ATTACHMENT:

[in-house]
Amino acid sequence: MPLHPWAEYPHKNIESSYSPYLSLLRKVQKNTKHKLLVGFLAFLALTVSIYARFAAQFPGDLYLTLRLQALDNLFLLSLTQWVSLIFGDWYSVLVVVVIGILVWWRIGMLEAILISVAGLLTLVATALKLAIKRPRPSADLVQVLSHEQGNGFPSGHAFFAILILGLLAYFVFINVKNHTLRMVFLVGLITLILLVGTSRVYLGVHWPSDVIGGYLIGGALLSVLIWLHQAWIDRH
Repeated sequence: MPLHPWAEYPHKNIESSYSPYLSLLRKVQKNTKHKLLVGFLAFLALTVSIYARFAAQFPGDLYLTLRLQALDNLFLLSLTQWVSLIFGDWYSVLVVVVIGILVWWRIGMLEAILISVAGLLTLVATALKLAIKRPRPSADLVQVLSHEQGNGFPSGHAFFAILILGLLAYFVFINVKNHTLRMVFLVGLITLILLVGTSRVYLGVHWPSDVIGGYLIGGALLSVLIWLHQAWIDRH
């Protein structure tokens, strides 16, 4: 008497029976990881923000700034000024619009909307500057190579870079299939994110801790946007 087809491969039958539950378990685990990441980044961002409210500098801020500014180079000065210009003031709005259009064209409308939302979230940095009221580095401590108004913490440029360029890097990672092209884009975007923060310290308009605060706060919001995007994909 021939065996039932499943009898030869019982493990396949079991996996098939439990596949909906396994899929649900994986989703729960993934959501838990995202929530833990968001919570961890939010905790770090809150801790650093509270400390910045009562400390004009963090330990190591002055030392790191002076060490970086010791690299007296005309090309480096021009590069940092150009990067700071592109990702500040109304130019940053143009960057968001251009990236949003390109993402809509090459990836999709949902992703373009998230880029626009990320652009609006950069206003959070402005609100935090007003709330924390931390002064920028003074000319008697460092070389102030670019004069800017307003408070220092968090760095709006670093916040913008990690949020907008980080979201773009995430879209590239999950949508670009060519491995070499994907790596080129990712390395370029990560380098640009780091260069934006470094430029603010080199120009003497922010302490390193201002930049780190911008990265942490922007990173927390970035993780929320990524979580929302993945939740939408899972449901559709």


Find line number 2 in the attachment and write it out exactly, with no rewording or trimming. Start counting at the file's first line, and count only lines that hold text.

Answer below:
Amino acid sequence: MPLHPWAEYPHKNIESSYSPYLSLLRKVQKNTKHKLLVGFLAFLALTVSIYARFAAQFPGDLYLTLRLQALDNLFLLSLTQWVSLIFGDWYSVLVVVVIGILVWWRIGMLEAILISVAGLLTLVATALKLAIKRPRPSADLVQVLSHEQGNGFPSGHAFFAILILGLLAYFVFINVKNHTLRMVFLVGLITLILLVGTSRVYLGVHWPSDVIGGYLIGGALLSVLIWLHQAWIDRH